Thursday, August 17, 2006

Dark matter in astrophysics and in hadronic collisions

NASA site is announcing that dark matter has been discovered by Chandra X-ray Observatory. A teleconference will be held on August 21 at 1 pm EDT. John Baez has a nice summary about what is involved in This Week's Finds. There is also some discussion about this in Lubos's blog.

Imagine a collision between two galaxies. The ordinary matter in them collides and gets interlocked due to the mutual gravitational attraction. Dark matter, however, just keeps its momentum and keeps going on leaving behind the colliding galaxies. It seems that something like this has been detected by the Chandra X-Ray Observatory by using an ingenious manner to detect dark matter. Collisions of ordinary matter produces a lot of X-rays and the dark matter outside the galaxies acts as a gravitational lens.

Dark matter is everywhere and in TGD Universe the hierarchy of Planck constants provides a detailed quantitative model for it. The basis hypothesis is that the failure of the perturbation theory at the limit of strong coupling strength quite generally induces a phase transition in which Planck constant increases and thus leads to the reduction of the gauge coupling strength in the new phase. This inspires the proposal that valence quarks inside hadrons correspond to a larger value of Planck constant than sea quarks and would indeed be dark matter relative to sea quarks (see this).

If one takes this picture seriously, one can ask whether something analogous to the collision of galaxy clusters could be seen in hadron physics. There are indeed more than decade old findings having an intriguing resemblance to the observations above: e-p, p-p and p-anti-p collisions are in question. For p-p collisions see A. M. Smith et al (1985), Phys. Lett. B 163, p. 267. For e-p collisions see M. Derrick et al (1993), Phys. Lett. B 315, p. 481, and for p-antip collisions see A. Brandt et al, (1992), Phys. Lett. B 297, p. 417).

In e-p scattering anomalous collisions were observed in which proton scatters essentially elastically whereas jets in the direction of the incoming virtual photon emitted by the electron are observed. These events can be understood if proton emits a color singlet particle carrying a small fraction of proton's momentum which scatters from photon whereas valence quark complex continues to move as such. The proposed interpretation was in terms of Pomeron, a particle like entity which was originally introduced in Regge theory. Later the notion was given up since the predicted Regge trajectory did not exist.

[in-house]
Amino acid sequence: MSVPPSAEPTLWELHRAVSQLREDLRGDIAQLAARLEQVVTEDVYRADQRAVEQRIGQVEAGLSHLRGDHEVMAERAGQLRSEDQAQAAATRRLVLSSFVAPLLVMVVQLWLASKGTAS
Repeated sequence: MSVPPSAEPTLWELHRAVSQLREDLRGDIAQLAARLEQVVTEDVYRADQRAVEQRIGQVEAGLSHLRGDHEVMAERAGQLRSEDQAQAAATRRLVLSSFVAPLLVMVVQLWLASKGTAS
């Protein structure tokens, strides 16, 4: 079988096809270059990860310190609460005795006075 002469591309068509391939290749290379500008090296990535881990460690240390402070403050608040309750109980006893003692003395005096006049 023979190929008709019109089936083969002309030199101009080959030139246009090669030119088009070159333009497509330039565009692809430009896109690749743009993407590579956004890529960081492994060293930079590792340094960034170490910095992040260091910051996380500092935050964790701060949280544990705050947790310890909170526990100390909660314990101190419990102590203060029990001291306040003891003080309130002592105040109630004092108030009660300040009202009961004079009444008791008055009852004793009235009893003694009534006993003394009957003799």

The original TGD based explanation was that Pomeron corresponds to sea partons which reside at different space-time sheet than valence quarks (I just realized with some nostalgy that this was not yesterday, there is more than decade since I invented this little model!). In the anomalous collisions valence quarks connected by color flux tubes would continue almost without noticing anything whereas sea would interact with the virtual photon. Combining this with the proposed identifications of valence and sea quarks as phases of matter characterized by different values of Planck constant the analogy with the astrophysical situation becomes rather precise.

For quantization of Planck constant and dark matter hierarchy see the chapter Does TGD Predict the Spectrum of Planck Constants? of "Towards S-Matrix". See also the chapters p-Adic Mass Calculations: Hadron Masses and p-Adic Mass Calculations: New Physics of "p-Adic Length Scale Hypothesis and Dark Matter Hierarchy".


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